Collected by Thea Westreich Wagner and Ethan Wagner
Audio Guide Playlist

Listen to this audio guide of selected works in the exhibition, Collected by Thea Westreich Wagner and Ethan Wagner, co-organized by the Whitney and the Centre Pompidou. 


Elisabeth Sherman: At first glance, this work by Daniel Lefcourt may appear to be a painting from another era. A minimalist canvas of simply black stripes on a white ground.

Upon closer inspection, however, you can see that this is actually almost a sculptural object. It's acrylic on board, cut into this shape and hung directly on the wall. Rather than being all about its form as much as of minimalist painting was, and containing absolutely no content, this work is actually very specifically an absence.

Lefcourt found the mockups from a newspaper's print production, where they had redacted information about a scandalous story that they were covering, leaving only Xs where the images should be, and black lines where all of the text should have been. Lefcourt was drawn to the shapes and forms created by these redacted bands of information, and even more so interested, as he said, in the signs of their absence, that the form itself was very directly reflecting to something that should be there, but isn't quite there.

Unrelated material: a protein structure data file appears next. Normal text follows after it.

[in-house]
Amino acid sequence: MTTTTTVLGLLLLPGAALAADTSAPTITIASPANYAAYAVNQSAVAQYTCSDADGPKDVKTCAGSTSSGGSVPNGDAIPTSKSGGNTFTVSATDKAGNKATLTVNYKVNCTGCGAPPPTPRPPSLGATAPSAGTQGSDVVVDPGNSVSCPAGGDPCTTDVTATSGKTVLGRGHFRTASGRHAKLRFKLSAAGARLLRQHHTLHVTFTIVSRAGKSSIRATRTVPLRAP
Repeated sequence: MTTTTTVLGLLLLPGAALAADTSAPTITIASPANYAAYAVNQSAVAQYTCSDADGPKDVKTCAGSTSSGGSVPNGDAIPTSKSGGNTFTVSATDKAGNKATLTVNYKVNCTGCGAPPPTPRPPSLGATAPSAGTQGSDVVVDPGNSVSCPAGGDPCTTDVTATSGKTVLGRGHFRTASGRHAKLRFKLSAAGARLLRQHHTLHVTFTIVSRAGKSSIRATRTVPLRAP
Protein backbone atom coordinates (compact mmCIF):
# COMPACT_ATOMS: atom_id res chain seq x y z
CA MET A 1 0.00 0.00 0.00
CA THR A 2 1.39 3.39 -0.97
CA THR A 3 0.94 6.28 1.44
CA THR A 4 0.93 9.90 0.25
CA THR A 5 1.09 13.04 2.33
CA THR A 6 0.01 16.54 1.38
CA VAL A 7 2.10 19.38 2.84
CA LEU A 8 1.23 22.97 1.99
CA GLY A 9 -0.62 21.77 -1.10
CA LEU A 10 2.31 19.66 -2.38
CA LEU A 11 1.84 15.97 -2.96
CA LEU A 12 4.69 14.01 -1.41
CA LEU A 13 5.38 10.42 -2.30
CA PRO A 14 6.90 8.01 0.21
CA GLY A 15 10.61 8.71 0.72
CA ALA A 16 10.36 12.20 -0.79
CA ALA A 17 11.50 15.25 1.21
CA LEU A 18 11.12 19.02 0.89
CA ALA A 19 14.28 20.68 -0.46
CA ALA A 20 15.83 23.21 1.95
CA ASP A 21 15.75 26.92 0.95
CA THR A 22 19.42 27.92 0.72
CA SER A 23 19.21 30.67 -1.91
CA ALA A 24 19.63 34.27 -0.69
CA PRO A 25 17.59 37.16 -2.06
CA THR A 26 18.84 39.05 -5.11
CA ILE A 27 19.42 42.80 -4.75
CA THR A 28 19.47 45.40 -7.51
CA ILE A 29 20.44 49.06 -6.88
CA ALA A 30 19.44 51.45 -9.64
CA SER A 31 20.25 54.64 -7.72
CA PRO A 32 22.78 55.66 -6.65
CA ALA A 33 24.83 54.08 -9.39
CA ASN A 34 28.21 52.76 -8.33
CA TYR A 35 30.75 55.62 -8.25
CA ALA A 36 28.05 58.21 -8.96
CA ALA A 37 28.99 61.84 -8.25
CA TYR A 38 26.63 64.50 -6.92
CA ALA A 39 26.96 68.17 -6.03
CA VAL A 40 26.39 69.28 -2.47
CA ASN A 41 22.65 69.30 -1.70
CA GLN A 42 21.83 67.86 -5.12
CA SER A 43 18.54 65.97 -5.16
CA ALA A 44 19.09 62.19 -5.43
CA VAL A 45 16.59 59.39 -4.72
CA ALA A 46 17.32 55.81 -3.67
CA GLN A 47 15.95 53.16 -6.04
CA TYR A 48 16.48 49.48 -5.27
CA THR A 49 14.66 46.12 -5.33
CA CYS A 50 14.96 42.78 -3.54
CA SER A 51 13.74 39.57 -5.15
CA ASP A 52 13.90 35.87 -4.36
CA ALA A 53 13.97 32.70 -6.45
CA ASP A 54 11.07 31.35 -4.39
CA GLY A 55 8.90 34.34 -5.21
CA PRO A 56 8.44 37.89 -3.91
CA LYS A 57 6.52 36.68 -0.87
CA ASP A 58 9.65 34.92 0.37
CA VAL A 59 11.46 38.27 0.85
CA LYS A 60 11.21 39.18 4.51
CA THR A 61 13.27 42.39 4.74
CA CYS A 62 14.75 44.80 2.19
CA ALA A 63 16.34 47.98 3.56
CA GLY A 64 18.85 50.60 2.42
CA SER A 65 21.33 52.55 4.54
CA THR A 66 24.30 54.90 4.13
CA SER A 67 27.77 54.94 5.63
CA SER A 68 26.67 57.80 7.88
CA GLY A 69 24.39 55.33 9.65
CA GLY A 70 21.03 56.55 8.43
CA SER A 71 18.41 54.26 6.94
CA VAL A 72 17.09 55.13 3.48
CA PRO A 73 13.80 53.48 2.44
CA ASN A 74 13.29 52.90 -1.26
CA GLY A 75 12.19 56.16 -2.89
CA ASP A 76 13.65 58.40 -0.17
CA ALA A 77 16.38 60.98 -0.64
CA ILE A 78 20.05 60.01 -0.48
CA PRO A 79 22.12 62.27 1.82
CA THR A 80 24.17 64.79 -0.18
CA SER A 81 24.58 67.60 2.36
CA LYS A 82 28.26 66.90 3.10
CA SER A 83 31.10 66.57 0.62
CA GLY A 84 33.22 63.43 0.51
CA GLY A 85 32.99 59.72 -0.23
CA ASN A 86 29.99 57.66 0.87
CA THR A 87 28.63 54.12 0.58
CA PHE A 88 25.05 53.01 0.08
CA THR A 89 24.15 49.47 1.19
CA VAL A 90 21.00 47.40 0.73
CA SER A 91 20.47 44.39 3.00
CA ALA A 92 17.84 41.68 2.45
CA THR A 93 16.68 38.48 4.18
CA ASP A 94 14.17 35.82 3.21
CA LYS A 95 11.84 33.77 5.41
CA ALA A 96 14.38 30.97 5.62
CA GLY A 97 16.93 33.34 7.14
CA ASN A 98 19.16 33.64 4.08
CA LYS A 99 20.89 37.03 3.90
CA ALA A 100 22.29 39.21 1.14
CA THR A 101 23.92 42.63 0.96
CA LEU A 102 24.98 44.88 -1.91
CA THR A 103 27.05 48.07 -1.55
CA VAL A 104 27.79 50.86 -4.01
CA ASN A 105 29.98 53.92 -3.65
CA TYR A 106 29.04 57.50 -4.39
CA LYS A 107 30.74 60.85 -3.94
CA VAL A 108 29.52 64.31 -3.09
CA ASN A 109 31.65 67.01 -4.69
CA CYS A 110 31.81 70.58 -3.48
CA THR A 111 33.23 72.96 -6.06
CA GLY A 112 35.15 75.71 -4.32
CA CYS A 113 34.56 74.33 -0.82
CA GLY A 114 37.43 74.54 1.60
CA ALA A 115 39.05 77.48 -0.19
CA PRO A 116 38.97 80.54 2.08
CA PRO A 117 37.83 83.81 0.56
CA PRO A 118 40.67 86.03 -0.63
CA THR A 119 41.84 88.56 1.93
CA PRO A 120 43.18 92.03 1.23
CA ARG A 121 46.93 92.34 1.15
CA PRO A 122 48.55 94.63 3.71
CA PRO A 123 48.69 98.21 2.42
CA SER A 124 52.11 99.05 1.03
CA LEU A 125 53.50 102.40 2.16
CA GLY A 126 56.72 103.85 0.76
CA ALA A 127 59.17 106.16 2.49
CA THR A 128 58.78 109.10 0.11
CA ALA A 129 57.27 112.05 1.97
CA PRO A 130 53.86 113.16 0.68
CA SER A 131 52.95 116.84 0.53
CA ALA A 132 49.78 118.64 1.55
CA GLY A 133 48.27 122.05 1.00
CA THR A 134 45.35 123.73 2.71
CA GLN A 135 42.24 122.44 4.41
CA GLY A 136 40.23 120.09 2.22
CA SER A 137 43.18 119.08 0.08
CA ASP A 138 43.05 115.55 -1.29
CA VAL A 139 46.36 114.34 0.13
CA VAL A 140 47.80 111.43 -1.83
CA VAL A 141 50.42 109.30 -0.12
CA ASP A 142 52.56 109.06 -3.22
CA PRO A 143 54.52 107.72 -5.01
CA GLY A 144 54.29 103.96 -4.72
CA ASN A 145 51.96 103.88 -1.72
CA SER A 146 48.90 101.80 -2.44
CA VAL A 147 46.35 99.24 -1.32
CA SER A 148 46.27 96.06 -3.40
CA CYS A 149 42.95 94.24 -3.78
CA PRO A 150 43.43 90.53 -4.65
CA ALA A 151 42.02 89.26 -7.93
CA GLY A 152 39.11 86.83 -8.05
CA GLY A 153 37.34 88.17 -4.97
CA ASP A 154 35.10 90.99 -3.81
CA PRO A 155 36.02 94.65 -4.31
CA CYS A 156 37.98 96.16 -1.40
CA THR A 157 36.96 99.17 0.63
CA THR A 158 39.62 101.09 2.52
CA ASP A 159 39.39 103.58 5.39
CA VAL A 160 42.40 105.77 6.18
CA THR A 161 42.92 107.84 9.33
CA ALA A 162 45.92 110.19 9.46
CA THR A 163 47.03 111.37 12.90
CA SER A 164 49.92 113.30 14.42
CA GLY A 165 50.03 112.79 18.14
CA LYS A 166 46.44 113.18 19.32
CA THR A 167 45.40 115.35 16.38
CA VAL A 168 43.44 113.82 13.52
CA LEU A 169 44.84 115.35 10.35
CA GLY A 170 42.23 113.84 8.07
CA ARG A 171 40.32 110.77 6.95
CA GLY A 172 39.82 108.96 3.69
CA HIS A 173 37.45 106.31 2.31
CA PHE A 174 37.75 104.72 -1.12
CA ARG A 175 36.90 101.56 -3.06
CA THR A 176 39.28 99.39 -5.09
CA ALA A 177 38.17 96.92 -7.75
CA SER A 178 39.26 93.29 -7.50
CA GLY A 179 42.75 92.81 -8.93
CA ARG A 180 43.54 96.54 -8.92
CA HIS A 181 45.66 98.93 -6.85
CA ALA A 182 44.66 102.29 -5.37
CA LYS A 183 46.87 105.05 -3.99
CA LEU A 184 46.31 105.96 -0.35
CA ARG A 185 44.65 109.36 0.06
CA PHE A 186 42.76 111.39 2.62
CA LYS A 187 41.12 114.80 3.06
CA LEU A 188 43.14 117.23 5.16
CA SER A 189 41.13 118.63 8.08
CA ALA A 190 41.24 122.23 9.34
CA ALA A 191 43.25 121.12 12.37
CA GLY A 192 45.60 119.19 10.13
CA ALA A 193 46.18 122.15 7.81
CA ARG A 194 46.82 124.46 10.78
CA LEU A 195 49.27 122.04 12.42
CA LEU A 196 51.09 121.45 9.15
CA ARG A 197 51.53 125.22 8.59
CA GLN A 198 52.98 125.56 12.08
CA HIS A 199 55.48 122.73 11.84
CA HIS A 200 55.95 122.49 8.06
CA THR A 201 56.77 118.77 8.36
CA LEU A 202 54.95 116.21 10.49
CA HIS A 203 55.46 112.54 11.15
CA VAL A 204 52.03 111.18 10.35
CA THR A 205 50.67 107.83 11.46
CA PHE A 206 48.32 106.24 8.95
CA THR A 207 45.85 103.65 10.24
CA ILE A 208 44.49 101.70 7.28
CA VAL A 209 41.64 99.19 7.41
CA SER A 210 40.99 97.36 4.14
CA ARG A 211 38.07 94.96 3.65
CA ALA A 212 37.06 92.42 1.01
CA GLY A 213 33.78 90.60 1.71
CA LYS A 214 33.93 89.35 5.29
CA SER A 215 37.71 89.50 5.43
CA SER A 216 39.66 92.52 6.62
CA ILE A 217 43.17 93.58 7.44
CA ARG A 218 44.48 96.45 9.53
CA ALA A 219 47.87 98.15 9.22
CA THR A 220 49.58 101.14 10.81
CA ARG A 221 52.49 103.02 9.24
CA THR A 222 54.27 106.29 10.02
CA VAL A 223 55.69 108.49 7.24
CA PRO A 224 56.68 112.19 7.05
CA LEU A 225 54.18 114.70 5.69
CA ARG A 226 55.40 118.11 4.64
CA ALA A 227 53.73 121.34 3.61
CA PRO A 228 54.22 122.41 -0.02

While not necessarily about our surveillance culture or the hiding or revealing of information by the government, in the contemporary moment this work very much points to all that is around us that we know we cannot see.


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